US-China trade war is the last thing the world economy needs now
But the pandemic has left the global economy in a much more precarious position than it was when the two countries began sparring over trade two years ago. And neither can afford the damage another full-blown trade war would inflict.
Which makes President Donald Trump’s recent threat of new tariffs on China — and suggestions from Beijing that it could counter with other, dramatic punitive actions — all the more troubling.
“Clearly, the timing of renewed trade tension could not be worse,” wrote economists from S&P Global Ratings in a research note earlier this month. “The threat of higher tariffs and the intensifying technology cold war could yet disrupt technology trade and investment, de-powering what still promises to be an engine for recovery in 2020.”
Unrealistic terms now made impossible
Even before the coronavirus outbreak became a pandemic, the trade ceasefire between the United States and China was fragile at best.
That would have been a tall order without the virus-induced slowdown: The value of that commitment was more than China was importing annually before the trade war started, and analysts in January called the deal “highly challenging” unless China made sacrifices elsewhere.
“The targets for purchases in the phase one deal were always unrealistic, and now they are impossible,” said David Dollar, a Washington-based senior fellow at the Brookings Institution’s John L. Thornton China Center.
According to the S&P economists, China would have had to increase its imports more than 6% each month for two years to honor the terms of the deal. Instead, US imports fell 6% during the first four months of 2020.
“With consumer demand down in the Chinese economy, it’s unlikely that Beijing will be able to commit to buying a lot more American goods,” said Alex Capri, a trade scholar and visiting senior fellow at the National University of Singapore Business School. “Or, if they do commit … they will renege later” because of the lack of demand.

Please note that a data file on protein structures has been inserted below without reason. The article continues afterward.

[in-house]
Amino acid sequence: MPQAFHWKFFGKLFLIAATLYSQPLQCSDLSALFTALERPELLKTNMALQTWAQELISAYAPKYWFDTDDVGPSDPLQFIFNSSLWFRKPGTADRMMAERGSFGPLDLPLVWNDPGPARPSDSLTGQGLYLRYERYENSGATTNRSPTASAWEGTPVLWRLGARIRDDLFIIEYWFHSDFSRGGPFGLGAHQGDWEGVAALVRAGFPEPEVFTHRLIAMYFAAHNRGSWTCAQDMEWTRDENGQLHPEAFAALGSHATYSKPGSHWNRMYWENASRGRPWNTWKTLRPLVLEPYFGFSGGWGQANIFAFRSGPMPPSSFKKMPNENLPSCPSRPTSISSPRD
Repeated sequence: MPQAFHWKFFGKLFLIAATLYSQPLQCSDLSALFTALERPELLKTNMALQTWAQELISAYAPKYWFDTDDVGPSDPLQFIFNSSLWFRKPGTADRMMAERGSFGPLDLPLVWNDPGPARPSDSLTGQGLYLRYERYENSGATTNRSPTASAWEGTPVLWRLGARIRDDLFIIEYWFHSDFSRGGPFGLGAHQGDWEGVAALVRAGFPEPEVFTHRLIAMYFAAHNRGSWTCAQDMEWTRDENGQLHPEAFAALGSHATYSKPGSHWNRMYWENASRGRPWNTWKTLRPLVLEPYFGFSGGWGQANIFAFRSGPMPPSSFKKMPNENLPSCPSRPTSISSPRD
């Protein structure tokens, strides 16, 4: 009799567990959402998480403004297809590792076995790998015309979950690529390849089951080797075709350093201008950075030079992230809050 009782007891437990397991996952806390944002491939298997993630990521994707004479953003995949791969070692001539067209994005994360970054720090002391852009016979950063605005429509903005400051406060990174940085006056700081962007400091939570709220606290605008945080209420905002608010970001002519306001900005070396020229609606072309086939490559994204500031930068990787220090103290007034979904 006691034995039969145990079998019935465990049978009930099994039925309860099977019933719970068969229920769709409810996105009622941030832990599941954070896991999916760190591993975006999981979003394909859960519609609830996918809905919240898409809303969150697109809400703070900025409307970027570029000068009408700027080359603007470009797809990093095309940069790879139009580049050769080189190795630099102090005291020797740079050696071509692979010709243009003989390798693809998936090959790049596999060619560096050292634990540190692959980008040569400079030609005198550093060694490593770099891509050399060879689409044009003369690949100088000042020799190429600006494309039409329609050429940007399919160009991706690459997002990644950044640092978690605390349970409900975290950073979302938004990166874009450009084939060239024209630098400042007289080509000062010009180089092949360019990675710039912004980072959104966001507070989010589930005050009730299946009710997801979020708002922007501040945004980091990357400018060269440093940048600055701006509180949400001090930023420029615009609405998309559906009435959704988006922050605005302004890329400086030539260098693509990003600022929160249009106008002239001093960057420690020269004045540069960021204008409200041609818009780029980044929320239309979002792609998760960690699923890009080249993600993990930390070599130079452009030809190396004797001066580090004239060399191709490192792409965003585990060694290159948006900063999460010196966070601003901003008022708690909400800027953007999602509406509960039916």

Trump also does not have the next two years to find out whether China will honor its agreement. He faces an election in November, which analysts have explained as one reason for his increasingly harsh rhetoric toward Beijing.
“Look, I’m having a very hard time with China,” Trump said during a phone interview Friday with ‘Fox and Friends.’ “I made a great trade deal months before this whole thing happened … and then this happens, and it sort of overrides so much.”
An ‘internal rift’ in China
Experts who talked to News Journos Business still believe that economic and trade officials in Beijing want to make the “phase one” deal work.
But Beijing’s challenge isn’t just about honoring impossible commitments. The pandemic — and who should be at fault for its global spread — has fueled a growing anti-US sentiment in China, making it difficult for the country’s leaders to capitulate to demands from the United States.
“There’s an internal rift on trade policy within China to be sure,” said Marshall Meyer, professor emeritus of management at the University of Pennsylvania’s Wharton School.
Earlier this month, Trump, who has claimed without providing evidence that the virus originated in a laboratory in Wuhan, hinted that the United States could enact more tariffs on China as punishment for the pandemic.
The tabloid has also called attention to more hawkish voices in China, reporting recently that some are calling for “a tit-for-tat approach over trade issues.”
Such reports could represent a “trial balloon” for Beijing to consider, according to Malcolm McNeil, a partner at the Washington-based law and lobbying firm Arent Fox. He said they could also be channeling a “vocal minority” that is pushing for more aggressive action on the part of the government.
However Beijing chooses to move forward, McNeil stressed that authorities there need to handle trade “delicately.”
“The coronavirus has become a worldwide phenomenon with the negative focus on China and its handling at the outset,” he said, adding that backtracking from January’s trade deal would worsen attitudes toward China.
Threat to economic recovery
If tensions continue to escalate, the dispute could morph into a damaging conflict that not only weakens the world’s recovery from Covid-19, but also risks slowing important technological innovations.
IMF Managing Director Kristalina Georgieva reiterated the danger of a trade war earlier this month.
“It is hugely important for us to resist what may be a natural tendency to retreat behind our borders,” she said during an event held by the European University Institute, when asked about US-China tensions.
“Covid-19 has wreaked unprecedented havoc on American businesses and farmers,” said Jonathan Gold, spokesperson for Americans for Free Trade. “Tariffs are the last thing that any company should have to worry about during this pandemic.”